NEW DELHI: Cash-on-delivery (CoD), which accounts for almost half the ecommerce purchases in the country, could be a regulatory grey area, going by the Reserve Bank of India’s reply to a Right to Information (RTI) query. The method involves Flipkart, Amazon and other marketplaces collecting cash from customers on behalf of third-party vendors at the time the goods are delivered.
“Aggregators/payment intermediaries like Amazon and Flipkart are not authorised under Section 8 of the PSS (Payments and Settlements Systems) Act, 2007,” the apex bank said in its response to the RTI application.
However, some legal experts said the rules don’t necessarily invalidate cash-on-delivery. The Act mentions electronic and online payment, but doesn’t make explicit mention of money received through the cash-on-delivery route.
The query had asked RBI to “confirm if cash-on-delivery payment collection and disbursement to ecommerce merchants by ecommerce marketplaces such as Flipkart and Amazon (are) covered under the definition of payment system and system provider of the Payments and Settlements Systems Act, 2007, No. 51 of 2007 by acting as intermediaries and system providers. If yes, are these payment systems authorised as per Section 8 of the said Act?” To be sure, the central bank hasn’t laid down the law with respect to such transactions.
“RBI has not issued any specific instruction in this regard,” RBI said in its reply.
It elaborated on the definition of intermediaries in the Act: “Intermediaries would include all entities that collect monies received from customers for payment to merchants using any electronic/online payment mode, for goods and services availed by them and, subsequently, facilitate the transfer of these monies to the merchants in final settlement of the obligations of the paying customers.”
This definition was included in RBI circular DPSS.CO.PD.No.1102/02.14.08/2009-10 of November 24, 2009, on “directions for opening and operation of accounts and settlement of payments for electronic payment transactions involving intermediaries,” the central bank said.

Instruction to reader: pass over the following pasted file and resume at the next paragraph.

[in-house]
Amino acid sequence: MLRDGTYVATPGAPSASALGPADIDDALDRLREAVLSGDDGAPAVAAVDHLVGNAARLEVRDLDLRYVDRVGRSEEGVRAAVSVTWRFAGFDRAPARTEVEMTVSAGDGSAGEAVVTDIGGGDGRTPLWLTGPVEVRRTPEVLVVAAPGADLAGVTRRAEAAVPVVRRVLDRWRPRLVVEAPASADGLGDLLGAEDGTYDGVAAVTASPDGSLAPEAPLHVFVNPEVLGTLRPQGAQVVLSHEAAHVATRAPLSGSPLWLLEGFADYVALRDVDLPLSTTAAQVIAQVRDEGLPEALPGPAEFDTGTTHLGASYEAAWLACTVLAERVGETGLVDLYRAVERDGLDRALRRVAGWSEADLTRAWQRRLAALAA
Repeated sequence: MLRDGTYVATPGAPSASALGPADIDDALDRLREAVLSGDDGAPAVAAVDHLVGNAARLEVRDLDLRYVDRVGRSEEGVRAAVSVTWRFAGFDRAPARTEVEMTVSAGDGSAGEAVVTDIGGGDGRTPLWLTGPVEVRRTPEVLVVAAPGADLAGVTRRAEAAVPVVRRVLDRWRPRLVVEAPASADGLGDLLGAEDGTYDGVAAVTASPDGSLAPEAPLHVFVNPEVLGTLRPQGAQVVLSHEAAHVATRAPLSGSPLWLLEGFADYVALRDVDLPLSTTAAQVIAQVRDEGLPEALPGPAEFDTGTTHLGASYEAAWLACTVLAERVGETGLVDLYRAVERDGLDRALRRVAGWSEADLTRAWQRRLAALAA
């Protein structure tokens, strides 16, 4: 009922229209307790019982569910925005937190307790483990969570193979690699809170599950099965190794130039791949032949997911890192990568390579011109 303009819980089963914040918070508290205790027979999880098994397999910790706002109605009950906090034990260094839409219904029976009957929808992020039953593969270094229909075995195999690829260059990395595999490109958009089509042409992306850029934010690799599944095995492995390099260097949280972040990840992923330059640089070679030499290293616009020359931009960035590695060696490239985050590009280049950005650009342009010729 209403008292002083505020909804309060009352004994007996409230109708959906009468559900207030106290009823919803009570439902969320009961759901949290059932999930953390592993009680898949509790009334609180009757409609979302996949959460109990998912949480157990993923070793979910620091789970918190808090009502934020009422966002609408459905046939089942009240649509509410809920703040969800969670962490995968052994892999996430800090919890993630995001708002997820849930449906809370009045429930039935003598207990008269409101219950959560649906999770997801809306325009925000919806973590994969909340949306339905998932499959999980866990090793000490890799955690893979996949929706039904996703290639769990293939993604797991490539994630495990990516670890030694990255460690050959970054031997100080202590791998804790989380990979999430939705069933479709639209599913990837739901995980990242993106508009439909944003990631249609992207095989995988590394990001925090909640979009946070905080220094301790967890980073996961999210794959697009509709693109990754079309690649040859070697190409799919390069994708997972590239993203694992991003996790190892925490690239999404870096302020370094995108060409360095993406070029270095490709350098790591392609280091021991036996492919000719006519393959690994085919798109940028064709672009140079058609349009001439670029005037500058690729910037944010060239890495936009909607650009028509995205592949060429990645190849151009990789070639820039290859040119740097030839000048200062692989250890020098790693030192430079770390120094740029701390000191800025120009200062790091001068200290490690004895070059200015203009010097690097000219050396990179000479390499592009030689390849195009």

Flipkart introduced cash-on-delivery in 2010 to take ecommerce to the masses as online transactions were not mainstream at that time and to combat a reluctance to use credit cards. Experts said this was one of the reasons for ecommerce gaining a foothold in India. Flipkart and Amazon declined to comment.
he RTI application was filed by Dharmendra Kumar of India FDI Watch, a grouping of trade associations, unions, farmers’ groups and small-scale industries working toward “building awareness and facilitating grassroots action to prevent the takeover of India’s retail sector by corporations”. A lawyer said the system wasn’t unlawful.
“This by no means makes the cash-on-delivery model illegal or unauthorised,” said Abhishek A Rastogi, partner at Khaitan & Co. “The Payment and Settlement Systems Act, 2007 should apply to cash-on-delivery transactions by e-commerce operators.”
The legislation seeks to regulate payment systems, which are defined as anything that enables such transactions between payer and beneficiary, he said.
“It cannot be said that collection of cash by ecommerce operators is unauthorised,” Rastogi said. “It (COD) can be done through a contractual arrangement between ecommerce operators and merchants. These will be regulated by the Payment and Settlement Systems Act, 2007, rules and regulations framed thereunder.”
Kumar, who filed the RTI, didn’t agree.
“If ecommerce firms have been collecting cash-on-delivery on behalf of merchants without RBI’s authorisation, there must be a grey area in the law they are exploiting,” he said. “The RBI should have a system in place to ensure such things do not happen.”
Some lawyers said there is potential for punishment. “The circular came out eight years ago and any firm found in violation of it can be penalised,” said Chanakya Basa, an independent corporate lawyer. A group representing online sellers pointed out that the process of cash-on-delivery isn’t a simple one and involves multiple steps.
“There is a systemic risk involved in collection of cash on behalf of sellers,” said a spokesperson of the All India Online Vendors’ Association (AIOVA), which has 3,500 sellers who sell on various ecommerce websites as its member. “The cash is not collected directly by the ecommerce platform but by courier companies they employ on their behalf. The ecommerce firms then transfer it to the sellers. This is a long chain where the sellers’ money is changing so many hands.”
India’s online retailing business is estimated to grow by more than 1,200% to $200 billion by 2026, up from $15 billion in 2016, according to a Morgan Stanley report last year. It estimates online retail to account for 12% of the country’s retail market by then, up from just 2%. Amazon has committed at least $5.5 billion to take on Flipkart.
Walmart recently announced plans to buy a 77% stake in Flipkart for $16 billion, making it the world’s largest acquisition of any ecommerce company.